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Feds Lead The XBRL Charge

Regulators are pushing banks and financial services firms to use the XBRL standard to report financial data. Public companies are next.

Money In The Bank
Regulators say XBRL is helping banks
>> Generate cleaner data, including written explanations and supporting notes
>> Produce more accurate data, with fewer errors that require follow-up by regulators
>> Transmit data faster to regulators and meet deadlines
>> Increase the number of cases and amount of information that staffers can handle
>> Make information available faster to regulators and the public
>> Address issues and concerns in their filings rather than after the fact

Data: Federal Financial Institutions Examination Council
The council says XBRL has proven its value: All XBRL-tagged data received from banks was accurate, compared with 70% accuracy before implementation of XBRL, and an analyst who could handle 450 to 500 banks before implementation can now handle 550 to 600 of them.

The next step is to encourage public companies to file their quarterly financial reports in XBRL. The Securities and Exchange Commission began a program to do that last year, but it's "unofficial and voluntary, to give companies a chance to test this out," says Jeff Naumann, enabl- ing technology specialist at the SEC's office of the chief accountant. Only nine companies participated last year, and 20 more plan to join the program this year. The SEC may mandate the use of XBRL, but it hasn't set a deadline, he says.

XBRL can make life easier for regulated businesses. Banks, for example, use XBRL for their FDIC filings and can use it for their SEC financial statements. "Historically, these have been two separate filing processes, and different systems and data formats were used to create the filings," Naumann says. "If regulators use the XBRL standard, it will be more efficient for companies to comply with requirements from multiple regulators."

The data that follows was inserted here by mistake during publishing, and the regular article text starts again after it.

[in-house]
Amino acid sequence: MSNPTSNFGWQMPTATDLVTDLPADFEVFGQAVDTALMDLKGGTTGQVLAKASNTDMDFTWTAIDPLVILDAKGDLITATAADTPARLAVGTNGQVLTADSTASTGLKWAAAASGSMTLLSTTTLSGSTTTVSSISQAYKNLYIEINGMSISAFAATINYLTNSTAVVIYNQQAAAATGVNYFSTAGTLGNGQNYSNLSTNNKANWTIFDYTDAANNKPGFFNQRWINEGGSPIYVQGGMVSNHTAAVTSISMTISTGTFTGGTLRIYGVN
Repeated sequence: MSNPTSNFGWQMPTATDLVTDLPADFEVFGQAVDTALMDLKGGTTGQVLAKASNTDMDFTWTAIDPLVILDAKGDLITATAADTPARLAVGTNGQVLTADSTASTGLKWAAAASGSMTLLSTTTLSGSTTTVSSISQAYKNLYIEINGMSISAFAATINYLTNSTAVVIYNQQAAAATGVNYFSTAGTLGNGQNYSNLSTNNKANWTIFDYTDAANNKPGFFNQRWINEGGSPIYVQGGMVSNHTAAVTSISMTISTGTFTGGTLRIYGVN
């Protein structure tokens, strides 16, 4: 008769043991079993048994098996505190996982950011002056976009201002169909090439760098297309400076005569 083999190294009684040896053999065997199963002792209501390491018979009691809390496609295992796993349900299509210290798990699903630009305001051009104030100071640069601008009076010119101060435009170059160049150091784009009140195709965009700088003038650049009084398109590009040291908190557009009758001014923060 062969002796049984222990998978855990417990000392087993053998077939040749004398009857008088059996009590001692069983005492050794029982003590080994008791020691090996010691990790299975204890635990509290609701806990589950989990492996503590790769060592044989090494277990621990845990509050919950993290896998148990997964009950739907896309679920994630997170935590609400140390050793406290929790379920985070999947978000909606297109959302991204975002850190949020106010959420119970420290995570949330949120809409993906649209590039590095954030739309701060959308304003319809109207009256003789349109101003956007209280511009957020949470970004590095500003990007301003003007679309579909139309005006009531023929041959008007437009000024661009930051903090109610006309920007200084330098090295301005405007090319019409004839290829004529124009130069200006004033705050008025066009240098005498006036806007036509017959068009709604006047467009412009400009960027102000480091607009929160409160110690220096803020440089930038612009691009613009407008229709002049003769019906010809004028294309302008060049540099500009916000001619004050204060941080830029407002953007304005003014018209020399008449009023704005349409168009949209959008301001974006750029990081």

More tools are becoming available to help companies deploy and use XBRL, Gartner analyst Mary Knox says. Edgar Online last year rolled out its I-Metrix software, which lets companies access XBRL-tagged SEC filing data online within hours of its being filed with the commission. Companies can import the data to a Microsoft Excel spreadsheet, verify information with the SEC by clicking on tagged elements within the document, and analyze business performance by comparing the current data with past filings or filings from other companies.

Text-mining tools for XBRL also are available from a variety of vendors. UBmatrix plans to launch an online platform next month for designing and publishing XBRL taxonomies, the dictionaries XBRL uses.

The push from regulators and vendors will help increase adoption of XBRL. But too many companies are taking a wait-and-see approach and missing out on the benefits that XBRL offers.

Elena Malykhina began her career at The Wall Street Journal, and her writing has appeared in various news media outlets, including Scientific American, Newsday, and the Associated Press. For several years, she was the online editor at Brandweek and later Adweek, where she ... View Full Bio

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